Election 2016: Polls continue to show tough map for Donald Trump

Story highlights

  • Trump, Clinton are in a statistical tie in Georgia
  • Clinton has a double-digit lead in Virginia

Washington (CNN)A fresh set of polling out Friday showed Donald Trump continues to face a difficult path to winning the White House in key states -- including being deadlocked in a reliably Republican Southern state.

Hillary Clinton and her Republican opponent are in a statistical dead heat in Georgia, according to a new Atlanta Journal-Constitution poll, and she has a double-digit lead in battleground Virginia, according to Christopher Newport University.
    In Georgia, Trump leads Clinton 44%-42%, among likely voters, which is well within the poll's 4.3 percentage point margin of error. Georgia has voted heavily Republican in every presidential election since 1992, when they last voted for a Democrat, former President Bill Clinton.
    It's just the latest state thought to be safely in Republican hands that has shown the possibility of flipping for Clinton. A poll earlier this week also showed her leading in Arizona, a traditionally red state. Changing demographics in the country and Trump's missteps have been credited with putting more states in play for Democrats.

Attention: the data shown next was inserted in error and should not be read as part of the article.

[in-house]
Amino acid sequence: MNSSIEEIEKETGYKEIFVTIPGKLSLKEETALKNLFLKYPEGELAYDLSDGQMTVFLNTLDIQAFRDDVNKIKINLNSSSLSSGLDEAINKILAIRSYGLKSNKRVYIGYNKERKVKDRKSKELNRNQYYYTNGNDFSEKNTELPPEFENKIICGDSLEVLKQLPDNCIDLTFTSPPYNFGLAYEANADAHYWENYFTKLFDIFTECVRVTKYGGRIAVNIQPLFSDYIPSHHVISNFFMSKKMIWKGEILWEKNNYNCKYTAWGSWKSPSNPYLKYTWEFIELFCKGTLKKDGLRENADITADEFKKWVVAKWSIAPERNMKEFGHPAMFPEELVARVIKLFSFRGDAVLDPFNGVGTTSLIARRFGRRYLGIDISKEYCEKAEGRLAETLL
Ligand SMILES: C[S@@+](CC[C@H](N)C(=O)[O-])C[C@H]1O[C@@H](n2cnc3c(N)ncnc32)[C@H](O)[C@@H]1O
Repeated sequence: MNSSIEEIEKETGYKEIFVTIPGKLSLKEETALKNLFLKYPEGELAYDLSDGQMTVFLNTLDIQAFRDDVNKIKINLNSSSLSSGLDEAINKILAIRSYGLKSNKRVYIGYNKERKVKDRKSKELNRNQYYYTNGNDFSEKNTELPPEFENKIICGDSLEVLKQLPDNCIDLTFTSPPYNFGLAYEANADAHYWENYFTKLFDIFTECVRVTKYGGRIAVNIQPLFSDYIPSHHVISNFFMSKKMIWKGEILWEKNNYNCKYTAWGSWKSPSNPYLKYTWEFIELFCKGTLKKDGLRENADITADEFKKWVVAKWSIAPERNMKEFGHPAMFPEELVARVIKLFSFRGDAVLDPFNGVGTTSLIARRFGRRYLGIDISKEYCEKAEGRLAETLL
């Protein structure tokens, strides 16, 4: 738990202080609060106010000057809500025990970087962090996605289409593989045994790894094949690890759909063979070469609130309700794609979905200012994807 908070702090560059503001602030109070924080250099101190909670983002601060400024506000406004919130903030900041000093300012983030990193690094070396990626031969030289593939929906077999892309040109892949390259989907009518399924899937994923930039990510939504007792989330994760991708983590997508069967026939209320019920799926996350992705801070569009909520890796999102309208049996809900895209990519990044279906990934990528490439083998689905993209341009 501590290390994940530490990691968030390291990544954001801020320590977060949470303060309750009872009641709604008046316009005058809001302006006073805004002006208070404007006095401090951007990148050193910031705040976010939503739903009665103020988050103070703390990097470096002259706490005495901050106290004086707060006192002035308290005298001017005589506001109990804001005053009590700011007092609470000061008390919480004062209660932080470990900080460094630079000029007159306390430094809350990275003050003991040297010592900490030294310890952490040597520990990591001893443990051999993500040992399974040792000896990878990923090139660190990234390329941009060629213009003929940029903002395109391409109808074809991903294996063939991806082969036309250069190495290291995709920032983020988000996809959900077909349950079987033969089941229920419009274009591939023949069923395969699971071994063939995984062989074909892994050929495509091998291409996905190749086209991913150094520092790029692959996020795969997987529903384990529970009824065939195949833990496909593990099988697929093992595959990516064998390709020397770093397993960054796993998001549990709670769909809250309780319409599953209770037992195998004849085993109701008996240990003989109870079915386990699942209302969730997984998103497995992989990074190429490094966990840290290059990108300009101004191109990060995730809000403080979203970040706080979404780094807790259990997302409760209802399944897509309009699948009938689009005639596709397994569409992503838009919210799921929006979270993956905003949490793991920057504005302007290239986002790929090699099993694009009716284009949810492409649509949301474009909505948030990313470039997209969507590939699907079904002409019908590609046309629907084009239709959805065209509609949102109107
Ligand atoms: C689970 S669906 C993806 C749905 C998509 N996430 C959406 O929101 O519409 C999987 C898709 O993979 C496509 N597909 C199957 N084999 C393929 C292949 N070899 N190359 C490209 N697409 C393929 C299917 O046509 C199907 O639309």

But Clinton could lose both Georgia and Arizona and still hold on to a commanding advantage in the electoral college, thanks in part to her leads in states like Virginia.
    The CNU poll out Friday put Clinton up by 12 points, 45% to 33%. That's in keeping with polling in the state that has consistently shown Clinton well ahead in the swing state.
    Both polls reveal a gender gap that has been perceived nationwide, with Clinton winning among women by a sizable margin and Trump leading among men.
    Libertarian candidate Gary Johnson was at 9% in Georgia and 8% in Virginia.
    Both polls had a margin of error of plus or minus 3.9 percentage points, though Georgia's likely voter sample error margin was 4.3 points, and both surveys were conducted this week mostly before the final presidential debate. In Virginia, 834 likely voters were surveyed, and 839 likely voters were surveyed in Georgia.